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Wednesday, February 24, 2010

Incentives Produce Results

As much as I would love nonviolent political action to succeed in reducing the size of government and increasing human liberty, I fully expect to watch the US spiral into authoritarian stagnation- if I live long enough. All of my grandparents are around 80 and still kicking, so that's a possibility.

Cutting taxes is occasionally possible. Cutting regulation for more than a few hours? I doubt it.

Cutting spending as a share of GDP, which is the most realistic measure of government size, is equally implausible. All the gallantly named TEA Parties and Campaigns for Liberty in the world won't change that by trying to pass bills or elect libertarians, unless

the structure of government is changed. The filibuster, for example, is not legislation, but it slows down the rate of lawmaking, moderates it, and possibly prolongs the life of the Empire.

The direct election of senators, on the other hand, changed the incentive of the senate from representing the interests of state level power (a federalist influence) to representing the interests of mobs of voters (an Imperial influence). And, since the elections are statewide rather than local, Senators are relatively more influenced by larger, more-organized special interest groups than are Representatives. Maybe. Representatives build bridges. Senators hand out industrial tax breaks. That's the idea, but you can probably tell I'm making the facts up as I go along.

Logically, then, the focus for libertarian groups should be changing the incentive structure applied to our public officials.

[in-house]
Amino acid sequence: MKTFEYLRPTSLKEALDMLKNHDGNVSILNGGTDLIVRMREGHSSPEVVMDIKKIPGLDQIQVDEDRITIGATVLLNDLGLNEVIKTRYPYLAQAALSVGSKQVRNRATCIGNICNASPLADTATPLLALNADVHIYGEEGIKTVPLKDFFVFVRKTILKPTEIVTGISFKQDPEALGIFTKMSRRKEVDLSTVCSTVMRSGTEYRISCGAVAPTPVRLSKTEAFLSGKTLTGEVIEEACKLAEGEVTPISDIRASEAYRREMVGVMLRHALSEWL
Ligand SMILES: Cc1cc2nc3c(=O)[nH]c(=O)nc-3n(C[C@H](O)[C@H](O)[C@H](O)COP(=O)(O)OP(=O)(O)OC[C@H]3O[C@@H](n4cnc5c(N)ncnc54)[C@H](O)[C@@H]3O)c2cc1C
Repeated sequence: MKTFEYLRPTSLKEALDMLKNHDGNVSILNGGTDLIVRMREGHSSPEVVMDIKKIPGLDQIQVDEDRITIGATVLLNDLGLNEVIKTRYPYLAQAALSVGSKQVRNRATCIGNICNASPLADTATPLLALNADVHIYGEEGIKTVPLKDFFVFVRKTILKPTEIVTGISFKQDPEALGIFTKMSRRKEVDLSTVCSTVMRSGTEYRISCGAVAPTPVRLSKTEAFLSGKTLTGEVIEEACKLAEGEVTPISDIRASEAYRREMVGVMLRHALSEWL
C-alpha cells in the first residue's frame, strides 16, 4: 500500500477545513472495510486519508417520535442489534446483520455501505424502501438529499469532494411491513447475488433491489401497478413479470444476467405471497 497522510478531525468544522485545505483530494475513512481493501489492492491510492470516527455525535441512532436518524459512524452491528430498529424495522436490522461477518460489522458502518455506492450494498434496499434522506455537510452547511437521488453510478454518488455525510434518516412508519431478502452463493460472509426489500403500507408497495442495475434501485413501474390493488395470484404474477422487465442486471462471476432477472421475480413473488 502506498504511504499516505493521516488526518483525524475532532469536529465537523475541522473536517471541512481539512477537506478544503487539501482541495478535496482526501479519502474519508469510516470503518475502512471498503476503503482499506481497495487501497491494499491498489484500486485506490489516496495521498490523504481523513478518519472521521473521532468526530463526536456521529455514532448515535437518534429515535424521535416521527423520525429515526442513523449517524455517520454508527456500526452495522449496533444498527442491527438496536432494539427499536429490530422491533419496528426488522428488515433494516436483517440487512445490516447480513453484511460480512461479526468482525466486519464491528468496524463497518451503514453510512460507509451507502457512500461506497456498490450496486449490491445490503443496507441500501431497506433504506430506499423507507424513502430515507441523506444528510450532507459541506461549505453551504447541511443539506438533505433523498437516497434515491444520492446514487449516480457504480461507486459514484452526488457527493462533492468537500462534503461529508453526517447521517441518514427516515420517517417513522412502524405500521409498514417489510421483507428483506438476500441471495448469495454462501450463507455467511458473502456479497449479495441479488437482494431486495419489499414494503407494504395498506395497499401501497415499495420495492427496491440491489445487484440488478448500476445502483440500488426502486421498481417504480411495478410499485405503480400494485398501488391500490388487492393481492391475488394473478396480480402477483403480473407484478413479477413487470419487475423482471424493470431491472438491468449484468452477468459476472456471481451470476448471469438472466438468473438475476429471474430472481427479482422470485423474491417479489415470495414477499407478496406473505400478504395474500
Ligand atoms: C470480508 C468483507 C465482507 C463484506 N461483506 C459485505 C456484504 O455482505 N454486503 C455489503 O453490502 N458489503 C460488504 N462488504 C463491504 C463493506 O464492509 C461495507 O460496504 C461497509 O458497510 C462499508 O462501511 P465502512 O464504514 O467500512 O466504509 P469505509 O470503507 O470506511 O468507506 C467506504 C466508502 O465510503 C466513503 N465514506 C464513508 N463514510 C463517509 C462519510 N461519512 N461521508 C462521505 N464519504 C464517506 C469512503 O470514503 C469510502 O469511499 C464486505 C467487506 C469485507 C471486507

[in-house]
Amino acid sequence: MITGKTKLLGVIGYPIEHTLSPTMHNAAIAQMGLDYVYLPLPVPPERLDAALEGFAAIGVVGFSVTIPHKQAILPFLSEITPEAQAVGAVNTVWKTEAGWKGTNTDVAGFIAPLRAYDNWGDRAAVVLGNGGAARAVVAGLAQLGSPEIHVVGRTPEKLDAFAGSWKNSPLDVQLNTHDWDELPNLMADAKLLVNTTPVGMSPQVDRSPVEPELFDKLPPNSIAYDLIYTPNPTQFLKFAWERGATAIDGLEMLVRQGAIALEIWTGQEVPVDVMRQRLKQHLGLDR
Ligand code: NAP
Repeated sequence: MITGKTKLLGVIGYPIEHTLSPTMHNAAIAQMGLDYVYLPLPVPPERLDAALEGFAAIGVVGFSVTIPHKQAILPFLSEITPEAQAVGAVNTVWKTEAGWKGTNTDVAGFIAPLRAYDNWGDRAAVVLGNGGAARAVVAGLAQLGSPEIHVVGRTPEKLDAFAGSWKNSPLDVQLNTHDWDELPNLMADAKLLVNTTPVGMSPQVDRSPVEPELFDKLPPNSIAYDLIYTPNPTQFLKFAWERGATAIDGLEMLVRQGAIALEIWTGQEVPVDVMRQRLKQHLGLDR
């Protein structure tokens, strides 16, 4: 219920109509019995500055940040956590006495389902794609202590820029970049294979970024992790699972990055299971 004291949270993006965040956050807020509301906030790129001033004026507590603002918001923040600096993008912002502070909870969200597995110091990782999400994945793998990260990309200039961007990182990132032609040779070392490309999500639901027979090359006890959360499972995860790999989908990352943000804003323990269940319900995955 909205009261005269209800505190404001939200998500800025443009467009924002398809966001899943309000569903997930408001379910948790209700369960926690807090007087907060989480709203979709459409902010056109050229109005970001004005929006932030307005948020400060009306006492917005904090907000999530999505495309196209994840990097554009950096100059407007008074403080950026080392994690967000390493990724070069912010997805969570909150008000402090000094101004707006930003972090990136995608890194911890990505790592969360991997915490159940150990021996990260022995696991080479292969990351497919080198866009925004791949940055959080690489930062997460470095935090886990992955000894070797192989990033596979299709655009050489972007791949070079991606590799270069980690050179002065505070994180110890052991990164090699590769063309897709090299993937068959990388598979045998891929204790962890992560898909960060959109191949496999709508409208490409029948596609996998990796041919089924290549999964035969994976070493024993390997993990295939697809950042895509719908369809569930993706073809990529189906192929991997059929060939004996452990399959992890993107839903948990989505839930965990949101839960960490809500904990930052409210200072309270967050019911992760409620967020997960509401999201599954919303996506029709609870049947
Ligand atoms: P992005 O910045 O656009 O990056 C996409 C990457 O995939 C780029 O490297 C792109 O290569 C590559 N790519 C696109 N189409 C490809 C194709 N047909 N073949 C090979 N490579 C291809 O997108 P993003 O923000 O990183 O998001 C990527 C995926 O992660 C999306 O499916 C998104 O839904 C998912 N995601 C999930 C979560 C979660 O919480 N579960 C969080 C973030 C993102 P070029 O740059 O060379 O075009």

In a similar vein, overthrowing the public education system should be our #1 legislative priority. It doesn't necessarily ahve to be done via law. If anyone has a hundred billion dollars to spend, it can be done solely on private initiative. The danger is that any mass movement to homeschooling, private schools, virtual classrooms etc. would be met by new laws restricting those things "for the children." Ironically, "socialization" would be one of the main arguments against them. Socialization is one of the avowed goals of public education and no one has a problem with that. Back to the main story...

I'd say that repeal of the direct election of senators (17th amendment) is the single most important structural change we could make. Decentralization would follow logically. I'm not the only one to think of this; there are plenty of fringe groups out there that agree.

I just hate seeing all the wasted effort directed at unattainable policy goals.


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